I have resigned to the fact that many people believe in religion.

Who am I? Why am I? Questions that are either inane or beyond our comprehension, often simultaneously. The inane part: A 37y-old man living in Uppsala, Sweden. Short, nearsighted and without a ball-sense. Social awkward. Brilliant in most school-subjects. 
When the recruiting drive to get the 14-year-olds to read and take the first communion, my answer was a flat No. No time to consider needed. Remorse afterwards; Non-existent.
My sister where in her open-mindset at the time (ie her time four years earlier) and did all the reading and "teaching" and then blankly refused to take the communion, and during a two hour phone call with the priest where she could unleash all her pent-up logic left her even more convinced and one confused priest who apparently found her compsure somtimes later.

I make a break here, I cannot retell the story of the death of my parents right now,
 I need to think it properly through first

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Anders, it sounds similar to my story. I have forever been a "nonbeliever" even though I was raised in the Southern Baptist tradition. In the Baptist church baptism it is considered to be a free choice. At the age of six I was visited by our pastor who wanted to know why the hell I hadn't made that "free will" choice. I told him I really enjoyed all the stories in the bible but didn't find any of them any more credible than the comic books I read at the time. As hard as he tried (and he was very persistent) he never got me to ask for baptism. Unlike your sister, my sister succumbed, willingly, and to this day is a very religious person.

At 60, I am somewhat older than you but have lost both my parents too. Each of us handles that particular loss in our own way. I am hopeful that you have learned to cope with the loss.

I have also resigned myself to a life surrounded by religious people but finally moved to a part of the USA where there are more people like me. I find my new life here extremely invigorating!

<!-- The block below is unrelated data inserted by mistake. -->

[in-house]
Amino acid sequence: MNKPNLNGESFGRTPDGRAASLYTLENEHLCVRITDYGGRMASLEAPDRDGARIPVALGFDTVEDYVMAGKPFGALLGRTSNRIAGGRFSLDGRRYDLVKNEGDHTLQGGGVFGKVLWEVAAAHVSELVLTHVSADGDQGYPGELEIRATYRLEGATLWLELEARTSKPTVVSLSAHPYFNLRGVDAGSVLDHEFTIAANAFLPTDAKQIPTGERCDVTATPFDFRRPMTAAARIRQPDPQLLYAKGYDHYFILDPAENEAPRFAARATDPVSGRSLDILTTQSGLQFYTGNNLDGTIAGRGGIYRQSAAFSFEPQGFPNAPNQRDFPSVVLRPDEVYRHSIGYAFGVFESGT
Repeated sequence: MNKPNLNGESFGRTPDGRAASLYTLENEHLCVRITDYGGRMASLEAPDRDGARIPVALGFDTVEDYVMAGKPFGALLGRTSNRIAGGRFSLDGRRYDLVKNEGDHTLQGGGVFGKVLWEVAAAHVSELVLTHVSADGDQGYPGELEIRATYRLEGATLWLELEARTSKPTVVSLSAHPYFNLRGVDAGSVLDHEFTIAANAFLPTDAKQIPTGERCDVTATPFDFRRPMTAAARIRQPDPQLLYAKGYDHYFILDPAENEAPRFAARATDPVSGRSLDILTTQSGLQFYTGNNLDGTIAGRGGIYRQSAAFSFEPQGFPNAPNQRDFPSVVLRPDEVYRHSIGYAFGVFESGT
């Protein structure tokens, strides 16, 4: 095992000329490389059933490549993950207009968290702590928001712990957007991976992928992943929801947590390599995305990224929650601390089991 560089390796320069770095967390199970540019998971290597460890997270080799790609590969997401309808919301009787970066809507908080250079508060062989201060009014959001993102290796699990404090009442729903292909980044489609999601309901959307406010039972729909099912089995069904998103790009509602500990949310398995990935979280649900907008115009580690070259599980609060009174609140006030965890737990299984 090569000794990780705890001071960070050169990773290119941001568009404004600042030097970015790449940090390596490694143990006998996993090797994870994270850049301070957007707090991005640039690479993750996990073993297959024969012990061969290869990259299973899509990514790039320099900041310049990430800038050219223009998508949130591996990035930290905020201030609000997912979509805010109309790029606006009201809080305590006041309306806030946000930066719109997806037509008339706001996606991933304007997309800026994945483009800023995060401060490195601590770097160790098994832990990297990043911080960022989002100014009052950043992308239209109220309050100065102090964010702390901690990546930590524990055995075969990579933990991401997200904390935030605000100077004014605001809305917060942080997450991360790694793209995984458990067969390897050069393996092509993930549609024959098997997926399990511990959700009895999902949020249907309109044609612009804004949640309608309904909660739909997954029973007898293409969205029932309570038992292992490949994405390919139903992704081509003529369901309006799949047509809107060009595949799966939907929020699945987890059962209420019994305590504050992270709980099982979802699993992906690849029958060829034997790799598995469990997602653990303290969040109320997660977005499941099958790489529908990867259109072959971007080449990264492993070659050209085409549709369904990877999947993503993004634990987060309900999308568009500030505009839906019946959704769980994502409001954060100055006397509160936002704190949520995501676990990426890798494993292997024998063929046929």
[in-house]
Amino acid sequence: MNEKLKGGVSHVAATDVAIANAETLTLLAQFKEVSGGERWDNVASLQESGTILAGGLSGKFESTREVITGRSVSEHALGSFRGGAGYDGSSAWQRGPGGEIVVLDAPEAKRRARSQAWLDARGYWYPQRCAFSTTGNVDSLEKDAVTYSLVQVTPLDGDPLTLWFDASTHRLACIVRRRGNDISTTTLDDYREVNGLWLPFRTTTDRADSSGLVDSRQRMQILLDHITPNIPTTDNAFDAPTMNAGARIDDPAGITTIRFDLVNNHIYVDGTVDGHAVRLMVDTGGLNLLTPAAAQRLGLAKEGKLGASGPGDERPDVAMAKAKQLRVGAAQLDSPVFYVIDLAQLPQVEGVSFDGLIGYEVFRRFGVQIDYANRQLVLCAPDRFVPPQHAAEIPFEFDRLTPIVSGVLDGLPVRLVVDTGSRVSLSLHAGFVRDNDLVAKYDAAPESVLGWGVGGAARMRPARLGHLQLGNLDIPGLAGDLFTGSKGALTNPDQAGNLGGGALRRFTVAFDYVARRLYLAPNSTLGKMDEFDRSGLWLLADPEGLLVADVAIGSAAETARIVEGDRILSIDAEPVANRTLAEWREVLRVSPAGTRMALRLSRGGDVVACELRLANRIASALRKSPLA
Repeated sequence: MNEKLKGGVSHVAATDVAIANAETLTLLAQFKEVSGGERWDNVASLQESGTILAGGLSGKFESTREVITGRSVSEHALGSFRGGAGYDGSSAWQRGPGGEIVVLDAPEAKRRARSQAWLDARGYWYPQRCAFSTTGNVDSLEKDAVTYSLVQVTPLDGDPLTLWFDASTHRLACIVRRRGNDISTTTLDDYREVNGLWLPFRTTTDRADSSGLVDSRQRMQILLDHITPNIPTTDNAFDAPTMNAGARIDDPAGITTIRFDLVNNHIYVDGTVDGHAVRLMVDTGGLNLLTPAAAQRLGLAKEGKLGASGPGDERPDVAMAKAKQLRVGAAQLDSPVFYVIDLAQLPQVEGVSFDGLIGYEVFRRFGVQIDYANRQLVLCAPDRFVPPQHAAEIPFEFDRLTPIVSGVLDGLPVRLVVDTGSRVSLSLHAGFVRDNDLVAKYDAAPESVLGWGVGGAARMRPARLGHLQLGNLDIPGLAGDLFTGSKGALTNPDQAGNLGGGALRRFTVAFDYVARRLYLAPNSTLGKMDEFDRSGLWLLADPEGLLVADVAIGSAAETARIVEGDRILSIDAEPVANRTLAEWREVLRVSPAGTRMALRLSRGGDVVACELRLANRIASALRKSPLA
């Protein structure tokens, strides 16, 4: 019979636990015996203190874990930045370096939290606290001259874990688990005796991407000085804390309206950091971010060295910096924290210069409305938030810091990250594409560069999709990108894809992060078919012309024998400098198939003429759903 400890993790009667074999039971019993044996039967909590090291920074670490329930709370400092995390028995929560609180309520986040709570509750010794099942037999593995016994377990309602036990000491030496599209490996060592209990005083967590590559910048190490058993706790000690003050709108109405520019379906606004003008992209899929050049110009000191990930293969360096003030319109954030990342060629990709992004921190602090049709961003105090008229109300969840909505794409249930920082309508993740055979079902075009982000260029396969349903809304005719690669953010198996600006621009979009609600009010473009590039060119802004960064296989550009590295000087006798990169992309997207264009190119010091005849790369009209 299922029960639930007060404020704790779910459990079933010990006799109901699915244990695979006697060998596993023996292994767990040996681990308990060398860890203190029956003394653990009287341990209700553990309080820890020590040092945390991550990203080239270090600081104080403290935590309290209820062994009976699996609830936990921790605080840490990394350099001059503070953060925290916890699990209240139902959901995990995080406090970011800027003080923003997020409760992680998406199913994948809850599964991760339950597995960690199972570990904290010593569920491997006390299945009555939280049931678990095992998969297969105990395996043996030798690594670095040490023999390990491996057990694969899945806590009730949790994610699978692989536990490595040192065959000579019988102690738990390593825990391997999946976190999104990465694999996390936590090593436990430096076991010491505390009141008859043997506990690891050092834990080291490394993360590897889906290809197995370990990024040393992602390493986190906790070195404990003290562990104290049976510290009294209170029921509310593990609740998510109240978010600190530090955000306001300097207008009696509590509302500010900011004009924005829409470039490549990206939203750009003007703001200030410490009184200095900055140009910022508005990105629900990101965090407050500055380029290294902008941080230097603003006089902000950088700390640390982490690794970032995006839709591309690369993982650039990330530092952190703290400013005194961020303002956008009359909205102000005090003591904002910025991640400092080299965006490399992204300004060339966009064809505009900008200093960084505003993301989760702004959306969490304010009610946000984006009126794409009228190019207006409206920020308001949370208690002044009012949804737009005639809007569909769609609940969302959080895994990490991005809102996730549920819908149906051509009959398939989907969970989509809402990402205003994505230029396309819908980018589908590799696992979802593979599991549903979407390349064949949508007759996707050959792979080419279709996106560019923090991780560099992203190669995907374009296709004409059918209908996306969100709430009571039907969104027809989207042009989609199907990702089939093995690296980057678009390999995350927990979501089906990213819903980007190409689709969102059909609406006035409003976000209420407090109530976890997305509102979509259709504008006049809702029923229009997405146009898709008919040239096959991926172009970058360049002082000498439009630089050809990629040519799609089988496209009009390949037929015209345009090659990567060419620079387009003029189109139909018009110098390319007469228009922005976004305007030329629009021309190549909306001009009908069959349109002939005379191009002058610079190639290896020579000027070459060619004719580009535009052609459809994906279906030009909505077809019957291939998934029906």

Welcome to Atheist Nexus.
Welcome Anders!
Welcome to AN, Anders!
Continuing my own presentation thread (looks like I started it at 02.30 in the morning)

Not doing the confirmation and communion wasn't a big deal, my parents were not church-goers but apparently believed in god in their own (dysfunctional) way. It was never a big deal. Stats for the Swedish church (Lutheran) says 75% of the population are members but only some 5% attend services regularly.

What really pushed me over the edge about organized religion is funerals. By coincidence I've been too a slew of funerals, six in four years (pat. grandmothers sister (old), friend of family (everything), friend of families husband (diabetes t2), my father (three packs of cigarettes a day), mat. grandmother (90 y.o.) and my mother (three packs of cigarettes a day).

Each of these funerals were held in church, presided over by a priest who had never met the person who had passed away, but nevertheless went on and on about god this and god that. The two funerals I had my hand in planning were really unsettling. Here's where the communion thing comes back again.

For my dads' funeral we meet with this priest, the same one my sister defeated with logic. My Mom is crying her heart out flanked by two staunch atheists and yet the person goes on about god and heaven for a MAN SHE HAS NEVER MET IN HER LIFE.

When Mom died seven months later we held the funeral in church due to her wishes, same priest (bad luck in the draw) but this time we held her on a shorter leash. I remember scouring the hymnbook for the least offensive hymns ("rules" said you have to have two or three) and I think we nailed the music pretty neatly.

When I die there's no way they'll get me near a church, my sister knows this (and her husband has it specified that Monty Pythons' "Always look on the bright side of life" shall be played at his funeral).

EDIT: Btw Bear with me, English isn't my first language. And why can't English have two words for grandmother, paternal grandmother is just cumbersome.

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